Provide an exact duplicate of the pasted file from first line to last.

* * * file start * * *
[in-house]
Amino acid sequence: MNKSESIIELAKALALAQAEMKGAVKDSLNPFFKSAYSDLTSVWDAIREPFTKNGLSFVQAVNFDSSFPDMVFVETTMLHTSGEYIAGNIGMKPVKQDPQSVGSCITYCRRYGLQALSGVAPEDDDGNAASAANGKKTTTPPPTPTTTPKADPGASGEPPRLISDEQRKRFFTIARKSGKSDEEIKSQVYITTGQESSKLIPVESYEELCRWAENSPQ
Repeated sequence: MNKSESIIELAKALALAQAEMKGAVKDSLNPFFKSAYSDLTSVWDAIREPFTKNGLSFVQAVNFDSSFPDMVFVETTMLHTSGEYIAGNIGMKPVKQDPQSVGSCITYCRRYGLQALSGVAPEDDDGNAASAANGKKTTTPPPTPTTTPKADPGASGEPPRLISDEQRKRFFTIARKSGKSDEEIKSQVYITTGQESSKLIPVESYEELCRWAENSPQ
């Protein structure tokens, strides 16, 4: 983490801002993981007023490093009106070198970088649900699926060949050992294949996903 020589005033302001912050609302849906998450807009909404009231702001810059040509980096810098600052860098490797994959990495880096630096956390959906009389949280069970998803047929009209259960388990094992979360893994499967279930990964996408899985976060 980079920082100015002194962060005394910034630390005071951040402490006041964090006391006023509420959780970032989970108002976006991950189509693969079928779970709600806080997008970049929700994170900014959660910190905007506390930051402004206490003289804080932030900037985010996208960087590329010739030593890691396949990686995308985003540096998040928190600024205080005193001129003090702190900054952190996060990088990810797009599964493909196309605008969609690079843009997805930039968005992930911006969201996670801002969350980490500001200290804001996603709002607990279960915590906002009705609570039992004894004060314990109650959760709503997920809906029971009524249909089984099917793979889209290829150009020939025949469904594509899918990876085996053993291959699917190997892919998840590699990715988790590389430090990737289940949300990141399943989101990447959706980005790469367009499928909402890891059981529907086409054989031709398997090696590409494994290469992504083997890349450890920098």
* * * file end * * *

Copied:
[in-house]
Amino acid sequence: MNKSESIIELAKALALAQAEMKGAVKDSLNPFFKSAYSDLTSVWDAIREPFTKNGLSFVQAVNFDSSFPDMVFVETTMLHTSGEYIAGNIGMKPVKQDPQSVGSCITYCRRYGLQALSGVAPEDDDGNAASAANGKKTTTPPPTPTTTPKADPGASGEPPRLISDEQRKRFFTIARKSGKSDEEIKSQVYITTGQESSKLIPVESYEELCRWAENSPQ
Repeated sequence: MNKSESIIELAKALALAQAEMKGAVKDSLNPFFKSAYSDLTSVWDAIREPFTKNGLSFVQAVNFDSSFPDMVFVETTMLHTSGEYIAGNIGMKPVKQDPQSVGSCITYCRRYGLQALSGVAPEDDDGNAASAANGKKTTTPPPTPTTTPKADPGASGEPPRLISDEQRKRFFTIARKSGKSDEEIKSQVYITTGQESSKLIPVESYEELCRWAENSPQ
């Protein structure tokens, strides 16, 4: 983490801002993981007023490093009106070198970088649900699926060949050992294949996903 020589005033302001912050609302849906998450807009909404009231702001810059040509980096810098600052860098490797994959990495880096630096956390959906009389949280069970998803047929009209259960388990094992979360893994499967279930990964996408899985976060 980079920082100015002194962060005394910034630390005071951040402490006041964090006391006023509420959780970032989970108002976006991950189509693969079928779970709600806080997008970049929700994170900014959660910190905007506390930051402004206490003289804080932030900037985010996208960087590329010739030593890691396949990686995308985003540096998040928190600024205080005193001129003090702190900054952190996060990088990810797009599964493909196309605008969609690079843009997805930039968005992930911006969201996670801002969350980490500001200290804001996603709002607990279960915590906002009705609570039992004894004060314990109650959760709503997920809906029971009524249909089984099917793979889209290829150009020939025949469904594509899918990876085996053993291959699917190997892919998840590699990715988790590389430090990737289940949300990141399943989101990447959706980005790469367009499928909402890891059981529907086409054989031709398997090696590409494994290469992504083997890349450890920098």